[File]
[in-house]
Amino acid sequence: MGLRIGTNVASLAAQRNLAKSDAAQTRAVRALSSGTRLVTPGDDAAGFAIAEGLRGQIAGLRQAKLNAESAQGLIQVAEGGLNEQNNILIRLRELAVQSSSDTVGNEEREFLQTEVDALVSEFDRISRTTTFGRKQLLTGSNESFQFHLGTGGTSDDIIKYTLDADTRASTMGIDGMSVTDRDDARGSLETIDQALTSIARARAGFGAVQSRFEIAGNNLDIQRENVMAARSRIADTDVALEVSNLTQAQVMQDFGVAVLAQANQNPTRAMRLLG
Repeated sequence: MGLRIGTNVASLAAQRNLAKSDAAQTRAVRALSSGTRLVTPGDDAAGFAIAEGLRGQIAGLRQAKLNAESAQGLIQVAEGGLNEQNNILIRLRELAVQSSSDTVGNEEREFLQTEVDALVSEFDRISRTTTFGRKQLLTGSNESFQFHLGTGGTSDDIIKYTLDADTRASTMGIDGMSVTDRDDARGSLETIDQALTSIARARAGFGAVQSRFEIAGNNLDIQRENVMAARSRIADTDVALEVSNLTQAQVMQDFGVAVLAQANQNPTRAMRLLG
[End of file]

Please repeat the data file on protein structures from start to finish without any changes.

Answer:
[in-house]
Amino acid sequence: MGLRIGTNVASLAAQRNLAKSDAAQTRAVRALSSGTRLVTPGDDAAGFAIAEGLRGQIAGLRQAKLNAESAQGLIQVAEGGLNEQNNILIRLRELAVQSSSDTVGNEEREFLQTEVDALVSEFDRISRTTTFGRKQLLTGSNESFQFHLGTGGTSDDIIKYTLDADTRASTMGIDGMSVTDRDDARGSLETIDQALTSIARARAGFGAVQSRFEIAGNNLDIQRENVMAARSRIADTDVALEVSNLTQAQVMQDFGVAVLAQANQNPTRAMRLLG
Repeated sequence: MGLRIGTNVASLAAQRNLAKSDAAQTRAVRALSSGTRLVTPGDDAAGFAIAEGLRGQIAGLRQAKLNAESAQGLIQVAEGGLNEQNNILIRLRELAVQSSSDTVGNEEREFLQTEVDALVSEFDRISRTTTFGRKQLLTGSNESFQFHLGTGGTSDDIIKYTLDADTRASTMGIDGMSVTDRDDARGSLETIDQALTSIARARAGFGAVQSRFEIAGNNLDIQRENVMAARSRIADTDVALEVSNLTQAQVMQDFGVAVLAQANQNPTRAMRLLG